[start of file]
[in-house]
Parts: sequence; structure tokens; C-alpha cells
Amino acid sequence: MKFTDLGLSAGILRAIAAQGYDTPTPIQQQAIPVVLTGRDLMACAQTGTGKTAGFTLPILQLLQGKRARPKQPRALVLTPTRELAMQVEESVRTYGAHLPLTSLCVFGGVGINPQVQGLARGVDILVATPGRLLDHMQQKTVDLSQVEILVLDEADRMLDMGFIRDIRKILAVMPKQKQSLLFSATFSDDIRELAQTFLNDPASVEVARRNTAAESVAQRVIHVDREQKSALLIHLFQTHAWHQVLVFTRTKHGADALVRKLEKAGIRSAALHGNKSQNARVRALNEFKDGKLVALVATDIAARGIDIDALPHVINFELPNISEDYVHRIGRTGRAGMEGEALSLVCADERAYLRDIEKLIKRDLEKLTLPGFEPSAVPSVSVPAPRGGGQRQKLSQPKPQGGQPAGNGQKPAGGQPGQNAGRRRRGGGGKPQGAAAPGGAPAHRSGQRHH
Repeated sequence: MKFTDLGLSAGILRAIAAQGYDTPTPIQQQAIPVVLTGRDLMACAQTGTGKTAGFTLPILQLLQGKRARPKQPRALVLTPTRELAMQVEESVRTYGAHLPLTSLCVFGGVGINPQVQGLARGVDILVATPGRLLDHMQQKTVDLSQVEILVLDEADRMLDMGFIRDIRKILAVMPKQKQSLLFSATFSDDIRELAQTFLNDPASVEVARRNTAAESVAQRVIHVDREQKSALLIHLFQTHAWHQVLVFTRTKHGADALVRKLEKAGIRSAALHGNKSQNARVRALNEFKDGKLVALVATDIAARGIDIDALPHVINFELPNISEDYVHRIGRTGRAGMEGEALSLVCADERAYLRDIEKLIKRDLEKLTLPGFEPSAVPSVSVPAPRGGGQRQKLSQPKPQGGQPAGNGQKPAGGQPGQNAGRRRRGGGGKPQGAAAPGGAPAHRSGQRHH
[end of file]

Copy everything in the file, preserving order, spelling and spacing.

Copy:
[in-house]
Parts: sequence; structure tokens; C-alpha cells
Amino acid sequence: MKFTDLGLSAGILRAIAAQGYDTPTPIQQQAIPVVLTGRDLMACAQTGTGKTAGFTLPILQLLQGKRARPKQPRALVLTPTRELAMQVEESVRTYGAHLPLTSLCVFGGVGINPQVQGLARGVDILVATPGRLLDHMQQKTVDLSQVEILVLDEADRMLDMGFIRDIRKILAVMPKQKQSLLFSATFSDDIRELAQTFLNDPASVEVARRNTAAESVAQRVIHVDREQKSALLIHLFQTHAWHQVLVFTRTKHGADALVRKLEKAGIRSAALHGNKSQNARVRALNEFKDGKLVALVATDIAARGIDIDALPHVINFELPNISEDYVHRIGRTGRAGMEGEALSLVCADERAYLRDIEKLIKRDLEKLTLPGFEPSAVPSVSVPAPRGGGQRQKLSQPKPQGGQPAGNGQKPAGGQPGQNAGRRRRGGGGKPQGAAAPGGAPAHRSGQRHH
Repeated sequence: MKFTDLGLSAGILRAIAAQGYDTPTPIQQQAIPVVLTGRDLMACAQTGTGKTAGFTLPILQLLQGKRARPKQPRALVLTPTRELAMQVEESVRTYGAHLPLTSLCVFGGVGINPQVQGLARGVDILVATPGRLLDHMQQKTVDLSQVEILVLDEADRMLDMGFIRDIRKILAVMPKQKQSLLFSATFSDDIRELAQTFLNDPASVEVARRNTAAESVAQRVIHVDREQKSALLIHLFQTHAWHQVLVFTRTKHGADALVRKLEKAGIRSAALHGNKSQNARVRALNEFKDGKLVALVATDIAARGIDIDALPHVINFELPNISEDYVHRIGRTGRAGMEGEALSLVCADERAYLRDIEKLIKRDLEKLTLPGFEPSAVPSVSVPAPRGGGQRQKLSQPKPQGGQPAGNGQKPAGGQPGQNAGRRRRGGGGKPQGAAAPGGAPAHRSGQRHH